The Chinese fan palm, or fountain palm (Livistona Chinensis), is a hardy, slow-growing tree that derives its nickname from the fountain-like way its leaves droop down from the crown. Though native only to China and Japan, they’ve since become common across the world because of their adaptability and toughness; in fact, in parts of Florida, they’re considered an invasive species.
This is among the tougher species of palm – unlike most, it can tolerate cold and drought, making it a good outdoor palm for those who don’t live in the tropical heat most require.
At its peak, the Chinese fan palm can reach thirty to forty feet tall, but in cultivation, it is kept much smaller and many gardeners grow them inside as potted houseplants. Their leaves grow in circular, segmented fans, and develop spines when they’re young that they lose as they mature. These wide and attractive leaves can range from a deep green to a more bluish green, and they produce small yellow flowers and black fruits when they bloom in the growing season. This is a good palm for beginners because of its hardiness.
Growing Conditions for the Chinese Fan Palm
The species is tolerant, but here are the ideal growing conditions:
- Light: Lots of sunlight is best, but it can live in partial shade as well.
- Water: These palms are drought tolerant and many live in dry areas like Texas and New Mexico. Though it does need some water, its watering can be scaled back once the growing season ends (especially if the plant is being kept indoors). Make sure not to overwater, or you risk killing it.
- Temperature: One of the few frost resistant palm trees, the Chinese fan palm can tolerate temperatures as low as 20 degrees Fahrenheit.
- Soil: The palm can grow in any well-drained potting mix, and it tolerates many different growing media.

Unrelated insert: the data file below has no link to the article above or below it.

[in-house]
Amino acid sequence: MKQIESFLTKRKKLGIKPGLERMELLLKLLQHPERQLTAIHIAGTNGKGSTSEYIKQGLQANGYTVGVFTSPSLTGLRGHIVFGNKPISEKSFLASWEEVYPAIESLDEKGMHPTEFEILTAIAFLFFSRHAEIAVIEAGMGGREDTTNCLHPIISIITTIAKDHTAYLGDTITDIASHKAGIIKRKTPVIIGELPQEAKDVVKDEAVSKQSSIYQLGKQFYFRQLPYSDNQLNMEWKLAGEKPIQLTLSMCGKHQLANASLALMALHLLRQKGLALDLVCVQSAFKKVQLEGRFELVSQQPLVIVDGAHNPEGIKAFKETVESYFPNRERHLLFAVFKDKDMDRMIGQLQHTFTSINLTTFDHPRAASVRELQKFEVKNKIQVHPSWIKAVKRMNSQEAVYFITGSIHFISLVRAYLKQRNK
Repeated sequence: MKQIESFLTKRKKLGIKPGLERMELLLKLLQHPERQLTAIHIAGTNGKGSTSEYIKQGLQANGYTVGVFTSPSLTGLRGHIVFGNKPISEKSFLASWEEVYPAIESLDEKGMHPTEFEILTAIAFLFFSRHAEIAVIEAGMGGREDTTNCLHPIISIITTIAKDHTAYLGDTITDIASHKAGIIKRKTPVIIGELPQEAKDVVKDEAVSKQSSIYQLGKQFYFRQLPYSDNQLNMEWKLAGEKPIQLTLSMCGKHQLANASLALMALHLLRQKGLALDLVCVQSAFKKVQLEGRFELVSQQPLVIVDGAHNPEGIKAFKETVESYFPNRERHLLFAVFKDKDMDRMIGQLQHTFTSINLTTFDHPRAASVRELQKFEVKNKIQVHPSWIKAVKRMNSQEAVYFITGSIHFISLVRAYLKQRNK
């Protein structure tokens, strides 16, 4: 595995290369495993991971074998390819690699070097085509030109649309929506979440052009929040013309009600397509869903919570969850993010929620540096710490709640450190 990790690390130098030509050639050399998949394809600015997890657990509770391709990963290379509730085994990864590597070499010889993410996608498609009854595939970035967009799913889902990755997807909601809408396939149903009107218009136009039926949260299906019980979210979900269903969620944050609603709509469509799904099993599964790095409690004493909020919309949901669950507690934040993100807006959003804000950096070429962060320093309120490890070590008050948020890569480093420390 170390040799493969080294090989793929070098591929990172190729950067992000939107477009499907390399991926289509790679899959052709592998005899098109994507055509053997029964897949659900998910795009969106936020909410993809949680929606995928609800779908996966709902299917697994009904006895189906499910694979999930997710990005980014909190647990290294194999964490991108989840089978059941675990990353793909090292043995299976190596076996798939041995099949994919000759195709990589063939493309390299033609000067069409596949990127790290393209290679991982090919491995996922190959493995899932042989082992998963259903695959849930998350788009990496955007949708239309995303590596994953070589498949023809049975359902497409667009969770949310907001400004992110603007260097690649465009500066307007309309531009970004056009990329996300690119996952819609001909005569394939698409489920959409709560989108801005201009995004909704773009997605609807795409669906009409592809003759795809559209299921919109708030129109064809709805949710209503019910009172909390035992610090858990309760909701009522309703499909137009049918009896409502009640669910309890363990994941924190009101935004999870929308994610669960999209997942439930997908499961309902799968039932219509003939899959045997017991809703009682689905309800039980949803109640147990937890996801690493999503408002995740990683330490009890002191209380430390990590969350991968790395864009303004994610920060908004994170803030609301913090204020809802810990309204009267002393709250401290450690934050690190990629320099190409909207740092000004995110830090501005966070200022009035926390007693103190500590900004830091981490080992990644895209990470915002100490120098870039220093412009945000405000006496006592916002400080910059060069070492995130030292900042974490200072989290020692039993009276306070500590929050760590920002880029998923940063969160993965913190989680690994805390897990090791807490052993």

- Fertilizer: This slow-growing palm can grow faster if regularly fertilized, which also will prevent it from developing a nutritional deficiency. An 8-2-12 palm fertilizer is best, and fertilization is even more important if it’s grown outside.
They propagate by seed, although in practice it can take a very long time to germinate Livistonias and you may be better served to buy a young specimen from a nursery. They can propagate from cuttings as well: remove the shoots and repot, making sure to keep the cuttings out of direct sun as their roots develop. New cuttings should be planted in soil rich in organic matter.
Like most palms, the Chinese fan palm doesn’t really need to be repotted too often, especially because when grown inside in pots their growth slows to a crawl. Planting the palm in a big enough pot for its root system should avert the need to repot, but if its soil is depleted or it outgrows its pot it can be helpful. If so, make sure not to damage its fragile roots.
Varieties of Chinese Fan Palm
Chinese fan palm is quite closely related to other Asian fan palms, like L. carinensis and the Australia red cabbage palm, but many of its relatives are very rare. In practice, it is often juxtaposed with other fan palms like the European fan palm, Chamaerops humilis, which it closely resembles.
The biggest thing to remember about these palms is to fertilize them regularly, particularly during the growing season.
Watch out for nutrient deficiency, especially potassium – discoloration of leaves is a possible sign of potassium deficiency. It’s also good to prune the palm’s dead leaves at the bottom of the crown about once a year. They don’t have any big insect or disease problems but watch out for common pests like spider mites and fungal diseases like trunk rot. Don’t overwater them and give them lots of sunlight, as well. But these are quite hardy plants and will survive lots of conditions – their toughness is the main reason that the Chinese fan palm is recommended for beginning gardeners.